Nicki Manaj and the Puff Ball Dress

This “Fashion Law Matters” article was originally posted on the Beale Street Chic blog on November 1, 2011.

A few months ago, Nicki Manaj attended New York Fashion Week in a colorful pom-pom covered dress. Usually, this would not be newsworthy considering Minaj’s interesting style of dress except a designer named Jessica Rodgers claimed that the “puff ball” design was hers. Rodgers explained that Minaj’s stylist requested copies of her designs, but she never heard from Minaj’s stylist again after she delivered the designs. The next thing Rodgers saw was Minaj posing for the camera in a near replica of Rodgers puff ball design.

Under intellectual property law, the creations of the mind such as inventions, literary works, symbols, images and designs are protected from nonpermissive use in commerce. Although the garments do bear strong similarities, Rodgers has little legal recourse under intellectual property law. In the United States, it is usually not illegal to copy a fashion design even in terms of how the final garment is cut and assembled. Therefore, two garments could be almost identical in appearance and leave a designer, such as Rodgers, without a remedy in a court of law.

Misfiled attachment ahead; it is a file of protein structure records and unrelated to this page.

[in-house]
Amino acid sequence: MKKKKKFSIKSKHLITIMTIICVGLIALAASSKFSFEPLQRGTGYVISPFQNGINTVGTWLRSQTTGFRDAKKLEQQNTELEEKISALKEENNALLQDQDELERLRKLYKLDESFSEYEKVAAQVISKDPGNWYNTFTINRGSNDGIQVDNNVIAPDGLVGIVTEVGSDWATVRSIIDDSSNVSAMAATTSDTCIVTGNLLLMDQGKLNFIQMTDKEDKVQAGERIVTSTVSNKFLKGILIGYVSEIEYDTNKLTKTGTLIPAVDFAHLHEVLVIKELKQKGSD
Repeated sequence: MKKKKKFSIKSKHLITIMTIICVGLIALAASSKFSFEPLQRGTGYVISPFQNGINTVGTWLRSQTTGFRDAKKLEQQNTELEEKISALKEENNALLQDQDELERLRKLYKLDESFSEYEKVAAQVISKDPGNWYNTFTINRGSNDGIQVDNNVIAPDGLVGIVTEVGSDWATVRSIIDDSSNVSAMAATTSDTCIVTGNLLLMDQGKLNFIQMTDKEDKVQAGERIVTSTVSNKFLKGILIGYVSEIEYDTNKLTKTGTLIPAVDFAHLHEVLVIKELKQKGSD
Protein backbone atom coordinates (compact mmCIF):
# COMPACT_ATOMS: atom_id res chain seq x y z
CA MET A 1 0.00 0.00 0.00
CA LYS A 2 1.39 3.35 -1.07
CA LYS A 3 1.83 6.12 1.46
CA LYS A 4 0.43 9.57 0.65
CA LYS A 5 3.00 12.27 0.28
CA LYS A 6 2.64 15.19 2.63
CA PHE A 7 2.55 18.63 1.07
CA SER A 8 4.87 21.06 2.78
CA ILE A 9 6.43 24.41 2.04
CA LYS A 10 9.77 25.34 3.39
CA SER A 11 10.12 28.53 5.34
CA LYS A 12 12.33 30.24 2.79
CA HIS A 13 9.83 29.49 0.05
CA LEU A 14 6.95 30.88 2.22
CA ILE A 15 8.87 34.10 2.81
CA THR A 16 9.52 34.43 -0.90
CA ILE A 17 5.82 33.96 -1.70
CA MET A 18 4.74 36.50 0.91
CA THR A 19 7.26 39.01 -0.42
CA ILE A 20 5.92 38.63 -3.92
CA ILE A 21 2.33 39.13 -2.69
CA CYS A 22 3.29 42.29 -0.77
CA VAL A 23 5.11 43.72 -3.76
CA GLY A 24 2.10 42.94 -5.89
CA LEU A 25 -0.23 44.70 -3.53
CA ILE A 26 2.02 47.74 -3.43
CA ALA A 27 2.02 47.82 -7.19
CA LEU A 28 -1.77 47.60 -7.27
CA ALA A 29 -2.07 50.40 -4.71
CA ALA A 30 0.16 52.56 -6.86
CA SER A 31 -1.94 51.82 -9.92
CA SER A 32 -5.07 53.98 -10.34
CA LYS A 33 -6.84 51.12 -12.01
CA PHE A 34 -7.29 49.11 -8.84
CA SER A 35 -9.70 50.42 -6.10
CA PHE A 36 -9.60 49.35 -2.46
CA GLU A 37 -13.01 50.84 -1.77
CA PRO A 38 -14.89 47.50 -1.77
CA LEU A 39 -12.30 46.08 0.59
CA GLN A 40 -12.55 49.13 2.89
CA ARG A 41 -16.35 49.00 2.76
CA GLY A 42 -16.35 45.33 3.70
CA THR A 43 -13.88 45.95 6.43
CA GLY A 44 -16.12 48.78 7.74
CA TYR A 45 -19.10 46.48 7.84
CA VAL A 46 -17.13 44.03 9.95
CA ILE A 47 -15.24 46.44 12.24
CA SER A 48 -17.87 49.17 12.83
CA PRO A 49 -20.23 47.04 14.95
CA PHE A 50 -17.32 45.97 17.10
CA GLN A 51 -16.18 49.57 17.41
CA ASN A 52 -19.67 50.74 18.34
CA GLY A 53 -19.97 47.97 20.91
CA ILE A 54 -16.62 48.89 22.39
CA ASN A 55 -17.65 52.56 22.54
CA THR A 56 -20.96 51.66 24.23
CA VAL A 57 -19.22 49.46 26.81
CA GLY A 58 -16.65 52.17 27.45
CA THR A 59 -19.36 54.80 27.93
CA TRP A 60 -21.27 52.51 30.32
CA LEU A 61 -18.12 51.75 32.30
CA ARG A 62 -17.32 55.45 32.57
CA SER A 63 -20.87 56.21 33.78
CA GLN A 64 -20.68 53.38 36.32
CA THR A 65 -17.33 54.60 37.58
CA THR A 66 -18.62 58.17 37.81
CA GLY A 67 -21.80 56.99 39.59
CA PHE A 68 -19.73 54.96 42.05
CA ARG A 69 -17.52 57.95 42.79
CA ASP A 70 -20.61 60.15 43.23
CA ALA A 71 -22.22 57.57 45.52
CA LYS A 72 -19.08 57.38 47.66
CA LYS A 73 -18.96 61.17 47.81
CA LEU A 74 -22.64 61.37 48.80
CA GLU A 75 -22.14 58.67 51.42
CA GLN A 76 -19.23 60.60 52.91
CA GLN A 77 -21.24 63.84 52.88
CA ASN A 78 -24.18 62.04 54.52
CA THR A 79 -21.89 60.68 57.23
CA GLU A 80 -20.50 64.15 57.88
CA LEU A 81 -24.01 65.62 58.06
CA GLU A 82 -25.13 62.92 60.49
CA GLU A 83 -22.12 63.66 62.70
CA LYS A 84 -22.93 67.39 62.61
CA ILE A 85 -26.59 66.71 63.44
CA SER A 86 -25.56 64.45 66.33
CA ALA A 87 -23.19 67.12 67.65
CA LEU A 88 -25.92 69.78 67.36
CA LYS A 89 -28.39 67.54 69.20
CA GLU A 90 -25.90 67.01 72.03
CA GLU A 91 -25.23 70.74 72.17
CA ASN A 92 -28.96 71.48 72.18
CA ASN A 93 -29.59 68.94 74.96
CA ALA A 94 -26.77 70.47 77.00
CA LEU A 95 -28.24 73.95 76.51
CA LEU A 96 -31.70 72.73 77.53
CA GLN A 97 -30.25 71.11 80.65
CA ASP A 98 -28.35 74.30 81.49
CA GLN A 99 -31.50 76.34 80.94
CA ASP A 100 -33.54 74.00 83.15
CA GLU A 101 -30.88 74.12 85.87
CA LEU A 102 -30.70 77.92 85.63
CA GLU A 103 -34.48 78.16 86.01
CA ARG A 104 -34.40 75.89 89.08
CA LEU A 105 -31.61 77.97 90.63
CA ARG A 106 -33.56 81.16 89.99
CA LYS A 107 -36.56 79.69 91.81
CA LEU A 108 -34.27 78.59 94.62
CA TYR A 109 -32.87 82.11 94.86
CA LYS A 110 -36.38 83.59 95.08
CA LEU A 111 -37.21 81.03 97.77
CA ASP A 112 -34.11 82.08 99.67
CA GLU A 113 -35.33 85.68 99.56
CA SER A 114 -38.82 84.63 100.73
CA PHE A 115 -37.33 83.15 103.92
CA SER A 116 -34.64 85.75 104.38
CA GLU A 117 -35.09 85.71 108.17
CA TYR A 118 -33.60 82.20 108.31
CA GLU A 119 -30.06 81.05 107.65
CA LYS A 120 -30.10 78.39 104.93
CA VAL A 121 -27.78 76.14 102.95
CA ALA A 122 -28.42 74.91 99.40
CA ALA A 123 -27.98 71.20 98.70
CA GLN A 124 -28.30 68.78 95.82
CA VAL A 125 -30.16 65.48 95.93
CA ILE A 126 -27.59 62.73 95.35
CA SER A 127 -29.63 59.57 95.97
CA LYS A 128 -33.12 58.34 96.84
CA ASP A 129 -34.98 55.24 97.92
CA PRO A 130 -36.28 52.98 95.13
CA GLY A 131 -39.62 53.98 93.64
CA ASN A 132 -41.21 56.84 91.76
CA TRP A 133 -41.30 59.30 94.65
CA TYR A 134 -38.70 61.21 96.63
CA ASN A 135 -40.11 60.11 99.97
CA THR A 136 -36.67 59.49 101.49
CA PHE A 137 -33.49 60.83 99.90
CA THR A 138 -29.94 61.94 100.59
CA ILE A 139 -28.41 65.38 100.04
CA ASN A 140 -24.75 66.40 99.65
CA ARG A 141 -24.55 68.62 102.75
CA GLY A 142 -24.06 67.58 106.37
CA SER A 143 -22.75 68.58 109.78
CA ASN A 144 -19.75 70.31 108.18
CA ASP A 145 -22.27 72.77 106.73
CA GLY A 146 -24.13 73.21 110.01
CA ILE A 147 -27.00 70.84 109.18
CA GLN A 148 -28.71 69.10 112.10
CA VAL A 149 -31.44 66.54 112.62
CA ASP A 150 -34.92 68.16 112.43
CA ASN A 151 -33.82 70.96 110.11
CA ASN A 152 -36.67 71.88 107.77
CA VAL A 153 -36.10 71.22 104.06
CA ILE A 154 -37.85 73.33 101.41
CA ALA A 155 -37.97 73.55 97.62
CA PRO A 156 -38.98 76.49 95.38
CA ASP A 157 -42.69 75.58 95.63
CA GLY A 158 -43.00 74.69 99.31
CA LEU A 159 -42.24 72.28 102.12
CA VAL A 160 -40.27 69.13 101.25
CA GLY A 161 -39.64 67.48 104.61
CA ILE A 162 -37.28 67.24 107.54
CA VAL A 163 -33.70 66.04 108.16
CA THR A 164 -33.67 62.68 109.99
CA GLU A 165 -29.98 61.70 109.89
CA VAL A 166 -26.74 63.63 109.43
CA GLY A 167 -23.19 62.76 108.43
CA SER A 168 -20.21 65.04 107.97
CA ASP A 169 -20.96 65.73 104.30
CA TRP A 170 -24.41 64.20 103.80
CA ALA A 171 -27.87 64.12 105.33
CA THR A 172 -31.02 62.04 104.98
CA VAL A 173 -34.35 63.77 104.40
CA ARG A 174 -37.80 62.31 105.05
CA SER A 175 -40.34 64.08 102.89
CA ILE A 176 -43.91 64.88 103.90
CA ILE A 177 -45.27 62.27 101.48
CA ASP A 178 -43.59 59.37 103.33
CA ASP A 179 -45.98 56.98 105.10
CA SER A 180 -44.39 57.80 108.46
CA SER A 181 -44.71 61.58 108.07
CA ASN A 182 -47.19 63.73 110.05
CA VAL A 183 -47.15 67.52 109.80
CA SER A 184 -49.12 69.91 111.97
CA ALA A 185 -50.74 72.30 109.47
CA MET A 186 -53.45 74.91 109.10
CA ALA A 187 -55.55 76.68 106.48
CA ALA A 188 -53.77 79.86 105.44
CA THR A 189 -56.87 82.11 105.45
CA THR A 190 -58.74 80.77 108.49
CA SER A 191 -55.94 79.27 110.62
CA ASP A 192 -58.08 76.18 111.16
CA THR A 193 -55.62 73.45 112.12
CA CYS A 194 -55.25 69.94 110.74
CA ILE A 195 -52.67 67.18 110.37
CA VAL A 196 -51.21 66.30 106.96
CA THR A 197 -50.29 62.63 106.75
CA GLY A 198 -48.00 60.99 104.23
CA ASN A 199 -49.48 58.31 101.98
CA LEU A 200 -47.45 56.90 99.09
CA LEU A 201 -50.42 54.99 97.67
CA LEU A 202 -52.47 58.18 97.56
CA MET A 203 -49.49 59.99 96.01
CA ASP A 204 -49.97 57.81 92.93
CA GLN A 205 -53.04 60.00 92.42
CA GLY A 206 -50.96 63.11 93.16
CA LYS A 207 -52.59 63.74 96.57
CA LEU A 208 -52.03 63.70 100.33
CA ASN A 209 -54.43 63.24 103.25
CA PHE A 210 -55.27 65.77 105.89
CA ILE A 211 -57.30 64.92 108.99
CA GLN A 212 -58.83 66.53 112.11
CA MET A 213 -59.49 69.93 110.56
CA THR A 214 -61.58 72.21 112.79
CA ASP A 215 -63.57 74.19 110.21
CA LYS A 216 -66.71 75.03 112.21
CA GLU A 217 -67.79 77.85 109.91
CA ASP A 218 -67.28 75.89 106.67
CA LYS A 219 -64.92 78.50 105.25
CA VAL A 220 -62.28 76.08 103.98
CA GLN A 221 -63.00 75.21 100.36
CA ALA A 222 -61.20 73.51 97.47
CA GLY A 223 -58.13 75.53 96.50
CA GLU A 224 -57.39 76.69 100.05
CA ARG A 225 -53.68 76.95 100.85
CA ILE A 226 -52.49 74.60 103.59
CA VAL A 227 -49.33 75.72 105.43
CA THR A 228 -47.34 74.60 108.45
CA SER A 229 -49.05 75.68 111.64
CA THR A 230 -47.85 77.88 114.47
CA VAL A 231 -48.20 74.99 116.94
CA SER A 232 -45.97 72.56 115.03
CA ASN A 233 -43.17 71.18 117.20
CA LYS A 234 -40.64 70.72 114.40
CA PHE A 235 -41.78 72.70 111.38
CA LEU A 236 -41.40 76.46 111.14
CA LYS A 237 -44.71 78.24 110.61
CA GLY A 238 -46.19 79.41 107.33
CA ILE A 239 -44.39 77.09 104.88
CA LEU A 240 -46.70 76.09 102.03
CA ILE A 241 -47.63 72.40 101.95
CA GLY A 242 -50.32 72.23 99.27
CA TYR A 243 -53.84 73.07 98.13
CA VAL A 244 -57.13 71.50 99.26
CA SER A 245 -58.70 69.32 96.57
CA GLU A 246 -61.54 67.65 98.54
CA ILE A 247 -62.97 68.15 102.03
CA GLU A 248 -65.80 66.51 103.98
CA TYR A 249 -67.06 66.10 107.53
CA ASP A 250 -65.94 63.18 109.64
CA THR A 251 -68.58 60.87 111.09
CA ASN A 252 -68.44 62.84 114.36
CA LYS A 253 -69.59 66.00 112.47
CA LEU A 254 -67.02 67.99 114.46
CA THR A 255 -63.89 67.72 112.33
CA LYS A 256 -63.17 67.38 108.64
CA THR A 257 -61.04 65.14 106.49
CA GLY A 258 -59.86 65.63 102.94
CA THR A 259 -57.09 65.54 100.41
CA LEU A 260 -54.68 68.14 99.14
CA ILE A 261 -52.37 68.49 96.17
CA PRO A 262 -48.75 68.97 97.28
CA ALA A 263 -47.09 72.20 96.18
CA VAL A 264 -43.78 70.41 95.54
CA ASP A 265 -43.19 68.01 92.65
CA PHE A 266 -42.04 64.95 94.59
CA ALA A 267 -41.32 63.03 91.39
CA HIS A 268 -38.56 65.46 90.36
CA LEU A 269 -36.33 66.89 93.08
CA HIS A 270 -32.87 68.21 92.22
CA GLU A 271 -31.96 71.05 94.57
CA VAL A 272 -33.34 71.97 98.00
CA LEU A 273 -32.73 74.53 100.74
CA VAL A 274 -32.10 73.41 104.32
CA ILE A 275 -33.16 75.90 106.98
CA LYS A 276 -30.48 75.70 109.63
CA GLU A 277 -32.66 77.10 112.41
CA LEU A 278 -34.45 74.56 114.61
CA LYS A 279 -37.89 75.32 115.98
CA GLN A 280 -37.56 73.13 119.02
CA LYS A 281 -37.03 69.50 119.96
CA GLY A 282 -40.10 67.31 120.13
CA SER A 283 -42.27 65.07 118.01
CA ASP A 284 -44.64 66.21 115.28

Yet, intellectual property law does offer copyright protection for a tangible design rather than a mere “concept.” Thus, the “concept” to adhere pom-poms to a piece of clothing as a source of inspiration and design is not copyrightable. Instead, Rodgers may have secured copyright protection for a puff ball design that was actually printed on the fabric.

Without sufficient grounds for a copyright infringement lawsuit, Rodgers took her case to the court of public opinion. In that arena, Rodgers “proved” that the puff ball design was her creation not Minaj’s.  While Minaj has remained silent about the controversy, the stylist who requested Rodgers’ designs no longer works for Minaj. Maybe she is the real puff ball in this story.

Legal Disclaimer: Fashion Law Matters is not intended to serve as legal or other advice nor does it create an attorney-client relationship.

PWK

 

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